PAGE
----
© Nanna Lysholt Hansen

Cyborg mother voices and expanded notions of care

Sounding Women's Work – AUDIO ESSAY | Nanna Lysholt Hansen reflects on her live performance »Dear Daughter/Sen_sing_inannainanna (Russ, Shiva, Klein)« using her voice to perform mothering towards strangers on a bus while sharing, by mantra singing, eco-feminist thought on the necessity of caring for others in times of planetary crisis.
  • Annonce

    Arbitrary

The project, Dear Daughter/Sen_sing_inannainanna (Russ, Shiva, Klein), which is part of a series of voice-based live performances, video documents, and performative speech installations, was first performed in a public bus connecting two institutions of art in Copenhagen: The museum Glyptoteket, with its collection of art and archeological objects encompassing a time span of 6000 years, and the art center Copenhagen Contemporary, that exhibit contemporary art. 

In this audio paper the artist reflects on how she, during her live performace Dear Daughter/Sen_sing_inannainanna (Russ, Shiva, Klein) (2019) used her voice to perform mothering towards strangers on a bus while sharing, by mantra singing, eco-feminist thought on the necessity of caring for others in times of planetary crisis. Central to the audio paper is an episode that happened during the live performance where the artist demonstrated how the figure of the female cyborg, and technology as a tool, can be used to subvert gender-based verbal violence.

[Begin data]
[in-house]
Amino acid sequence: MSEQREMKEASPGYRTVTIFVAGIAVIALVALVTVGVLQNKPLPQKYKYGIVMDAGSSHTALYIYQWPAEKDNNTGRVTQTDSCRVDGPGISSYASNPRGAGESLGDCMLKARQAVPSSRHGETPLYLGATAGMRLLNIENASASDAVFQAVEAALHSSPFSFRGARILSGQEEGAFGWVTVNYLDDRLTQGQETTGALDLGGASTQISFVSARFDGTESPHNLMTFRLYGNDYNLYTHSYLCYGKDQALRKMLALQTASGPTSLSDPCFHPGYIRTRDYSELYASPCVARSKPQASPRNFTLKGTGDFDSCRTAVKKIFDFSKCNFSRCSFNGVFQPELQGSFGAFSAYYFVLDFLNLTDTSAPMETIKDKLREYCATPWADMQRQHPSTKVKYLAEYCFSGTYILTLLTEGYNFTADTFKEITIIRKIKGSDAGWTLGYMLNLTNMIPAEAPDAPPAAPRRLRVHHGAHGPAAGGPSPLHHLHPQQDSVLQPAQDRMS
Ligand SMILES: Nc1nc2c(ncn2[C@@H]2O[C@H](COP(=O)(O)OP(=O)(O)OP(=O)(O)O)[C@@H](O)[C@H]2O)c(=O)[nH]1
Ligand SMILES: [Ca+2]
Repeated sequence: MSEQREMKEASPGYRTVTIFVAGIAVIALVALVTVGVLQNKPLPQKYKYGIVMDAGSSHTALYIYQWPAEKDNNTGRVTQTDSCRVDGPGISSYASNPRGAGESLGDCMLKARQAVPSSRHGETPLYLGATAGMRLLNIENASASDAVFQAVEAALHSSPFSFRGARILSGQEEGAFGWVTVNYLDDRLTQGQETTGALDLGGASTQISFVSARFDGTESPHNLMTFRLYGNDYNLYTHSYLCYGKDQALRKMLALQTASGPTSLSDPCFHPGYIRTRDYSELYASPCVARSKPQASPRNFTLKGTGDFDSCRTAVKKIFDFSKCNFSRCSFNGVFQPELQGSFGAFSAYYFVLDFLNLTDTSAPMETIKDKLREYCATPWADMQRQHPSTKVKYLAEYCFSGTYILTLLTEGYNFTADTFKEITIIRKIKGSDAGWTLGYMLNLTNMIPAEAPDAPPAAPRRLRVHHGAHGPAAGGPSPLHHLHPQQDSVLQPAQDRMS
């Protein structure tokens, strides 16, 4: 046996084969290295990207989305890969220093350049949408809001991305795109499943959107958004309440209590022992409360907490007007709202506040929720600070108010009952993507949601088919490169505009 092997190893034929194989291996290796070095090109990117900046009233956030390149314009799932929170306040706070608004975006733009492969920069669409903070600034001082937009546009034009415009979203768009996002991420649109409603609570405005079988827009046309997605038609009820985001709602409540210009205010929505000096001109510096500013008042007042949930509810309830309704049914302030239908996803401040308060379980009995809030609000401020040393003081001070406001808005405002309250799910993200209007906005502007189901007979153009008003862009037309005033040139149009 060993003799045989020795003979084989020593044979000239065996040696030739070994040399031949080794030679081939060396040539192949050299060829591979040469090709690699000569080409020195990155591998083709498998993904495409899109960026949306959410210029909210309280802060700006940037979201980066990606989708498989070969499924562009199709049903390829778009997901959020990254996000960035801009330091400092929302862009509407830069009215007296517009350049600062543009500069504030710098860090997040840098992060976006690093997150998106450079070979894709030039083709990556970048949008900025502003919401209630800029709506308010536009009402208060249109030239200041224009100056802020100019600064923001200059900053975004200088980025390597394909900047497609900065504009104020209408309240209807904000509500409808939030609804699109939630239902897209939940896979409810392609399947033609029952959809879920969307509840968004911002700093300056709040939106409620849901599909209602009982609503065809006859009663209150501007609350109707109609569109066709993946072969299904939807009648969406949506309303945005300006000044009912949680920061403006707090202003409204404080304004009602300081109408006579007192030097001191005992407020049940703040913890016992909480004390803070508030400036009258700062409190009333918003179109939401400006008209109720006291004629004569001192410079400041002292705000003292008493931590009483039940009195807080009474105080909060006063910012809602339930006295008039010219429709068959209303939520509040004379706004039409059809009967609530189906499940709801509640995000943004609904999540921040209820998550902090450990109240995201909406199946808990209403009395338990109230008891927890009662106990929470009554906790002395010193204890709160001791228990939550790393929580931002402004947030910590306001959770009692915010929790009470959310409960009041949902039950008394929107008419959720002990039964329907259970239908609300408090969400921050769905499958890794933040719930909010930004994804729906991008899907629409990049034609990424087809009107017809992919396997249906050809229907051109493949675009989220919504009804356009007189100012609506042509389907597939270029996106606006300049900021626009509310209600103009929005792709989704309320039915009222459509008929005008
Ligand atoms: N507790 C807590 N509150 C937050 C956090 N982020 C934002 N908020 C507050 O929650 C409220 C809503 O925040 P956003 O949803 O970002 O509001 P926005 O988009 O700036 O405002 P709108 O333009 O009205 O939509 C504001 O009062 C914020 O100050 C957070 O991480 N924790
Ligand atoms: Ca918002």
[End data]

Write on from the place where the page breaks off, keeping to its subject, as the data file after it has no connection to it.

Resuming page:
The performance is part of the Dear Daughter project, which consists of four performance scripts: Dear Daughter/Organic Cyborg Stories (After Donna Haraway) (2013-); Dear Daughter/Motherboard Theories of Evolution (w/ Braidotti, Plant, et aliae) (2014-); Dear Daughter/Anatomy of the Chthulucene (O’Connell Oh Oh Haraway), (2016-); and Dear Daughter/Sen_sing_inannainanna (Russ, Shiva, Klein) (2019-), which have all been performed in various forms in the contexts of art institutions, museums, artist-run spaces, festivals, as well as seminars and symposiums in Europe, China, and USA. 

In the Dear Daughter project the artist recalls her own ongoing experiences with and thoughts on crucial elements of female life – pregnancy, birth, mothering and female sexuality – and intertwine them with fragments of texts from various literary sources – ancient poetry, feminist sci-fi, post-human theory – in order to weave complex assemblages of historical and technological narratives. Through hybrid technological forms, she conceptualizes the mother as the ultimate cyborg and the cyborg mother as a political dissident. 

 

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